The Swiss government and the country’s financial sector have welcomed the resolution between Credit Suisse and the United States, hoping that Switzerland’s second-largest bank can now concentrate on its business rather than legal activities.
The Swiss government said in a statement on Tuesday it welcomed the agreement, “which resolves the long-standing conflict between the Department of Justice and Credit Suisse”.
“What is also particularly important is that there will be no licence withdrawals with this solution and the use of emergency legislation is not an issue,” it added.
Swiss Finance Minister Eveline Widmer-Schlumpf said at a press conference on Tuesday that she believed Switzerland had been strengthened as an economic centre.
“For the cabinet it is important that a solution was found within the scope of the Swiss legal system,” she said, adding that the use of an emergency law was now off the table.
Widmer-Schlumpf said the cabinet had not been party to the negotiations, but had always worked so that Swiss banks were not treated worse than other banks in the same situation.
“It is now up to the Americans to ratify the additional protocol to the Double Taxation Agreement (DTA),” she said. This would pave the way for legal assistance with group requests in cases of suspected tax evasion - not only fraud.
She hoped solutions with other banks of group 1 (a dozen institutions already under active investigation for suspected tax evasion offences) could be found within the “next few months”. She said there were indications that the US Senate might approve the DTA before the end of the year.
On Monday, Credit Suisse became the largest bank in 20 years to plead guilty to a US criminal charge, and will pay a $2.6 billion fine to authorities for helping Americans evade taxes.
But the Swiss bank escaped the worst for its business: its top management stayed in place and the New York state bank regulator said it had decided not to revoke the bank’s licence in the state.
‘No further measures’
The Swiss Financial Market Supervisory Authority (FINMA) chose Tuesday to publish a summary report on the enforcement proceedings it conducted against Credit Suisse between 2011 and 2012. The proceedings focused on the bank’s cross-border business with US clients during the period from 2000 to 2008.
FINMA concluded that Credit Suisse had violated its duty to identify, limit and monitor the risks involved in the US client business.
“The corrective measures ordered by FINMA have been implemented by Credit Suisse,” it said. “FINMA’s proceedings have been concluded and no further measures against Credit Suisse are to be expected.”
The Swiss Bankers’ Association (SBA) acknowledged that the solution respected the Swiss legal framework and said it was “positive” that Credit Suisse could now draw a line under the negotiations with the US and again concentrate fully on its business activities.
As for the future, the SBA said it expected that the other Swiss banks subject to an investigation by the US Department of Justice reach settlements soon as well, “which should also be consistent with the principles of fairness and proportionality”.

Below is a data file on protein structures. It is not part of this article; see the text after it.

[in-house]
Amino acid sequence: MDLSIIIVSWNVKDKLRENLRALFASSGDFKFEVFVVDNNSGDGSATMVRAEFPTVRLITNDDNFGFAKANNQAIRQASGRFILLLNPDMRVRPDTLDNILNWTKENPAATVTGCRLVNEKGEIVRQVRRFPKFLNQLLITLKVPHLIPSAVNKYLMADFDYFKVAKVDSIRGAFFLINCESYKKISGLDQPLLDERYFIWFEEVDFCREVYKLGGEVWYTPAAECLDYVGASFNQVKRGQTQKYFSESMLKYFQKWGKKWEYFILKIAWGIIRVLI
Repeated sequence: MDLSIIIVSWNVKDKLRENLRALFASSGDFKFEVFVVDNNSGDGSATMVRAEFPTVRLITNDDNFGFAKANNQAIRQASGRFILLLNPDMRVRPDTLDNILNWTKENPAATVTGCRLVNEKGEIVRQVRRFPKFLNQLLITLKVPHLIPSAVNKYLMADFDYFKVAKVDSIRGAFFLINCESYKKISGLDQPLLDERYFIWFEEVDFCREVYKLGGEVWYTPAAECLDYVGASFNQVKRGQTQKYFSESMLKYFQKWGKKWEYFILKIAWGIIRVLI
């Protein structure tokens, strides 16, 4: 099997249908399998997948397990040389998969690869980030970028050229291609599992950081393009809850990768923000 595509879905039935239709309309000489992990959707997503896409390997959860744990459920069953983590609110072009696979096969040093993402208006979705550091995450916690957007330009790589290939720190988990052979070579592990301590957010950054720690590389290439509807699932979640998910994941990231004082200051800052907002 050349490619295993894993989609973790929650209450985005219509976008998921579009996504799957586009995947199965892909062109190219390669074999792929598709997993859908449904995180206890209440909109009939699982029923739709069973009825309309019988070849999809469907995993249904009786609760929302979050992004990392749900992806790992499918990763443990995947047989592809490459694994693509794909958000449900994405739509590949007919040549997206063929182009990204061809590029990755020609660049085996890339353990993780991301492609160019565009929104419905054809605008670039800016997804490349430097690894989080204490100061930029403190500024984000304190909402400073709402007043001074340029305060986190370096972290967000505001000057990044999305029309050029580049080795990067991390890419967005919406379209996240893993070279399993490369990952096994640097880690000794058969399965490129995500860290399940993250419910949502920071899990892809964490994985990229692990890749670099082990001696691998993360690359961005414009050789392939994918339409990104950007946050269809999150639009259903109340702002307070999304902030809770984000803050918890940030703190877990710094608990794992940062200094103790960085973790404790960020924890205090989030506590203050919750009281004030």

In a statement on Tuesday, the Swiss Bank Employees’ Association said staff “shouldn’t have to pay for their bank’s mistakes”. Although they were relieved that a resolution to the tax issue had been found, they added that “in order for the Swiss finance centre to maintain its credibility, top management has to take responsibility”.
They believe that Credit Suisse’s business strategy “which led to this situation” was developed by upper management and rubber-stamped by big shareholders.
Ahead of the verdict on Monday, the Swiss National Bank (SNB) said in a statement that apart from the banks themselves, politicians and the authorities also faced challenges. Their efforts needed to focus on creating appropriate business conditions, it said, with four factors being particularly important.
“First, the ‘too big to fail’ issue must be alleviated by means of relevant and effective regulations. Second, Switzerland’s good reputation as a politically and economically stable country must be maintained,” it said.
“Third, a plan must be drawn up whereby privacy is guaranteed to honest tax-paying bank customers from abroad, even when the OECD standard on the automatic exchange of information is applied. Fourth, in discussions with authorities and regulators abroad, efforts should be made to ensure that access to foreign markets is guaranteed for Swiss banks.”
The settlement raises uncomfortable questions for CEO Brady Dougan and Chairman Urs Rohner, who had come under pressure from Swiss politicians to resign. One Zurich-based dealer said on Tuesday that the guilty plea may yet result in changes to top management and bank strategy further down the line.
Rohner said in an interview with Swiss public radio, SRF, on Tuesday that he and CEO Dougan personally had “a clean record”, but the same could not be said for the bank’s behaviour in past decades.
FINMA effectively cleared the two, saying it had found no evidence that Credit Suisse top management knew of specific misconduct.
By Thomas Stephens, swissinfo.ch and agencies